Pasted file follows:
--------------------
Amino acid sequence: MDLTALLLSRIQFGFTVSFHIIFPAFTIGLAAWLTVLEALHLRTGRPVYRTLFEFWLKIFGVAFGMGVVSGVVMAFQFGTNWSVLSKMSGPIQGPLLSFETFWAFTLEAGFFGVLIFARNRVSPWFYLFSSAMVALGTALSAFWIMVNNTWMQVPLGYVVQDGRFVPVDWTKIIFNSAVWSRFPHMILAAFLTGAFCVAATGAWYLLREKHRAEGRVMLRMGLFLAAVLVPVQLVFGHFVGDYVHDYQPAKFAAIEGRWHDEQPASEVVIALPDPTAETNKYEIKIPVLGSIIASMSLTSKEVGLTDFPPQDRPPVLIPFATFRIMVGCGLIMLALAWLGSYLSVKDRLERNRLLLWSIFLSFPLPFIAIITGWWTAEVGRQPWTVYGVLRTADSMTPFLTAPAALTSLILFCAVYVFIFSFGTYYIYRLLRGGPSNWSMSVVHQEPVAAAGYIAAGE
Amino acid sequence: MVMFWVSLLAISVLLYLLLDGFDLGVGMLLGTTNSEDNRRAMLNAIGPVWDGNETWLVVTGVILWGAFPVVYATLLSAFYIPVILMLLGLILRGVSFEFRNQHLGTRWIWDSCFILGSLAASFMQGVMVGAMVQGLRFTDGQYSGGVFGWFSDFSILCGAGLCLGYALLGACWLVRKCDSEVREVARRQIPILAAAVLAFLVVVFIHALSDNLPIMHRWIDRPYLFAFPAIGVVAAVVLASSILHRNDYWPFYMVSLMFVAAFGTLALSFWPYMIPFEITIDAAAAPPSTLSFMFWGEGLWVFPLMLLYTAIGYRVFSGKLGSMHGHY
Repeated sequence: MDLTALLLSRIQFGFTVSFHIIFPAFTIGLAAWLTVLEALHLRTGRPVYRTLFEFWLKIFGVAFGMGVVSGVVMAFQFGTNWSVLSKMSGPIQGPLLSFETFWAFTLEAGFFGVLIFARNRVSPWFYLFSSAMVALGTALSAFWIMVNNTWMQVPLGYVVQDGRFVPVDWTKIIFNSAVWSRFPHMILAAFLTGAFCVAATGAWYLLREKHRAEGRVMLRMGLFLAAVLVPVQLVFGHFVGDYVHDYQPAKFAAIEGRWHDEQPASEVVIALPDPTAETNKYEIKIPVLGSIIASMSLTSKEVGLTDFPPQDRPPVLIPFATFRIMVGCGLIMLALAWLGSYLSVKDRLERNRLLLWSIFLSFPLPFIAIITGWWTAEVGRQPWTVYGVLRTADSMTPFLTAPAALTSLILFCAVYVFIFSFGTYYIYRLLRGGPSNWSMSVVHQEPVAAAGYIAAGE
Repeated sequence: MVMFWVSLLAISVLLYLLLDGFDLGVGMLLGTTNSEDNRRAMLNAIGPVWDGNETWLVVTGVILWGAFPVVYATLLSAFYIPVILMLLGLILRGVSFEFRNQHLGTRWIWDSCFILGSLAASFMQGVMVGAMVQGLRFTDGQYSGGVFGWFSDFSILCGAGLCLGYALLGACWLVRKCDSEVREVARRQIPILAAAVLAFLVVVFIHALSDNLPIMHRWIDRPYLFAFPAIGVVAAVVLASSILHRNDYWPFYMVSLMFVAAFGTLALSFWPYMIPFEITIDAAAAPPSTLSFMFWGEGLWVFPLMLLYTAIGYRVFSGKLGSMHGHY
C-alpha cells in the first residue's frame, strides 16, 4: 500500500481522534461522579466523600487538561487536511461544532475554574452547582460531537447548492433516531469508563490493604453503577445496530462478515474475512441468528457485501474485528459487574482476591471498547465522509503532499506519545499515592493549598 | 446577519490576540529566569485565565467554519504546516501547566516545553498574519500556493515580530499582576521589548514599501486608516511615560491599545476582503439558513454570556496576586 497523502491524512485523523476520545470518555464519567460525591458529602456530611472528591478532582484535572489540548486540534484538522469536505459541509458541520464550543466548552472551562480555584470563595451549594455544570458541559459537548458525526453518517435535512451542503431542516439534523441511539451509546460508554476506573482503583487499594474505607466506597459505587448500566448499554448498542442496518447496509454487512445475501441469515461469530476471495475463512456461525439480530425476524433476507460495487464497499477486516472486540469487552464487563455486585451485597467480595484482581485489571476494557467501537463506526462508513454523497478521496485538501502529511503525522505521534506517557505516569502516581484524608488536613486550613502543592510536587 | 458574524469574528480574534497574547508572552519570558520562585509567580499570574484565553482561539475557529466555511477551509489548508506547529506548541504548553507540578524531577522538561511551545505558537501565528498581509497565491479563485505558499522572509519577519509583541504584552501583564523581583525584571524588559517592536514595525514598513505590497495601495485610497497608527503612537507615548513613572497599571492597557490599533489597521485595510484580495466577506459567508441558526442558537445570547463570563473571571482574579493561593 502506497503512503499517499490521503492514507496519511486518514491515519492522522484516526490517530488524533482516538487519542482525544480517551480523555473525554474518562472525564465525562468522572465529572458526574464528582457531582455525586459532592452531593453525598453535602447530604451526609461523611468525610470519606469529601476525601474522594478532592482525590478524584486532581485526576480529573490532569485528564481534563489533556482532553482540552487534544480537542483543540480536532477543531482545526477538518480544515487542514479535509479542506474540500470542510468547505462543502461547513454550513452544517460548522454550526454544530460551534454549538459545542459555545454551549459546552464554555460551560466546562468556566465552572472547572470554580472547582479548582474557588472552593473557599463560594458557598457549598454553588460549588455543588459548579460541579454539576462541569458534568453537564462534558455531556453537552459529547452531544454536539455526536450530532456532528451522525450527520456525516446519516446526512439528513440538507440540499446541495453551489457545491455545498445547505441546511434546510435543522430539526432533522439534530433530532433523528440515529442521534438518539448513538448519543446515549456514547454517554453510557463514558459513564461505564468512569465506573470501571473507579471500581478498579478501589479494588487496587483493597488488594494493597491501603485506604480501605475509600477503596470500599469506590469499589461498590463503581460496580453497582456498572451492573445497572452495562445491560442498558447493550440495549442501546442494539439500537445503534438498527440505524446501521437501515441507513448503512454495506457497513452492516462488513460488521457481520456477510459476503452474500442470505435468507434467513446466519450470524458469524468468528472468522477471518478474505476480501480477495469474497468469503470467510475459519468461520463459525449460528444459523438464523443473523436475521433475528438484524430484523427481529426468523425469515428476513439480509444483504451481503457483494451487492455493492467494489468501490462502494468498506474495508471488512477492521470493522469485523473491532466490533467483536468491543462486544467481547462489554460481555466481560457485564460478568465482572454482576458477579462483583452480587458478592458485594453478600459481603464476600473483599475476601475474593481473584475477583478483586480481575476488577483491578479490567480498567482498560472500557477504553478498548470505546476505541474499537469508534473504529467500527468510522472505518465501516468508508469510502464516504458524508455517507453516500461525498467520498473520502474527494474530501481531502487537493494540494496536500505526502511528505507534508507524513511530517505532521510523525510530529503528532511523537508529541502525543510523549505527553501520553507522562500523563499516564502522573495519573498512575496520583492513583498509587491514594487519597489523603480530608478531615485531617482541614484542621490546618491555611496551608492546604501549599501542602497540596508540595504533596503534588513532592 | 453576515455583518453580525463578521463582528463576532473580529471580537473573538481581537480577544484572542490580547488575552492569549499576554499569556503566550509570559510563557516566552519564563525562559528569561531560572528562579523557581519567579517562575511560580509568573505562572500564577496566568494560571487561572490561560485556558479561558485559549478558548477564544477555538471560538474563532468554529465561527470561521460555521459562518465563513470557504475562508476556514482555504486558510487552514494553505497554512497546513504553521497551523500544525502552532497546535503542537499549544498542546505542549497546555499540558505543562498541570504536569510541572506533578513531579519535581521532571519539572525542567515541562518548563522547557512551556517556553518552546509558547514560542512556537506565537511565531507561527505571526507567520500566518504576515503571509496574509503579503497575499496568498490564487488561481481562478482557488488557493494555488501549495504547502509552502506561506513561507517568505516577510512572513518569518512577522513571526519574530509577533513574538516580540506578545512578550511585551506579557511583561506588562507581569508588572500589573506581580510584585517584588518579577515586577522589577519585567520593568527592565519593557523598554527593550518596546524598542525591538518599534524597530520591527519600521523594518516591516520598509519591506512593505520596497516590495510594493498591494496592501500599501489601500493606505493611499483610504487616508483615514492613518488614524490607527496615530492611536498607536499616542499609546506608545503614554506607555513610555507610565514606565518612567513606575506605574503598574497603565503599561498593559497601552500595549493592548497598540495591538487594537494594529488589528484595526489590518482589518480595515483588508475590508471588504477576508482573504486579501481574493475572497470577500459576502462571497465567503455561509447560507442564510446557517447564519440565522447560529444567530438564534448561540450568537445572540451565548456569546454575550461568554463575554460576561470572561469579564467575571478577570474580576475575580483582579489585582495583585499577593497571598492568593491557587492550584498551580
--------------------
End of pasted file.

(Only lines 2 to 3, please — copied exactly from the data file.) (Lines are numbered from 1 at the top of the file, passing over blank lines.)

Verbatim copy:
Amino acid sequence: MVMFWVSLLAISVLLYLLLDGFDLGVGMLLGTTNSEDNRRAMLNAIGPVWDGNETWLVVTGVILWGAFPVVYATLLSAFYIPVILMLLGLILRGVSFEFRNQHLGTRWIWDSCFILGSLAASFMQGVMVGAMVQGLRFTDGQYSGGVFGWFSDFSILCGAGLCLGYALLGACWLVRKCDSEVREVARRQIPILAAAVLAFLVVVFIHALSDNLPIMHRWIDRPYLFAFPAIGVVAAVVLASSILHRNDYWPFYMVSLMFVAAFGTLALSFWPYMIPFEITIDAAAAPPSTLSFMFWGEGLWVFPLMLLYTAIGYRVFSGKLGSMHGHY
Repeated sequence: MDLTALLLSRIQFGFTVSFHIIFPAFTIGLAAWLTVLEALHLRTGRPVYRTLFEFWLKIFGVAFGMGVVSGVVMAFQFGTNWSVLSKMSGPIQGPLLSFETFWAFTLEAGFFGVLIFARNRVSPWFYLFSSAMVALGTALSAFWIMVNNTWMQVPLGYVVQDGRFVPVDWTKIIFNSAVWSRFPHMILAAFLTGAFCVAATGAWYLLREKHRAEGRVMLRMGLFLAAVLVPVQLVFGHFVGDYVHDYQPAKFAAIEGRWHDEQPASEVVIALPDPTAETNKYEIKIPVLGSIIASMSLTSKEVGLTDFPPQDRPPVLIPFATFRIMVGCGLIMLALAWLGSYLSVKDRLERNRLLLWSIFLSFPLPFIAIITGWWTAEVGRQPWTVYGVLRTADSMTPFLTAPAALTSLILFCAVYVFIFSFGTYYIYRLLRGGPSNWSMSVVHQEPVAAAGYIAAGE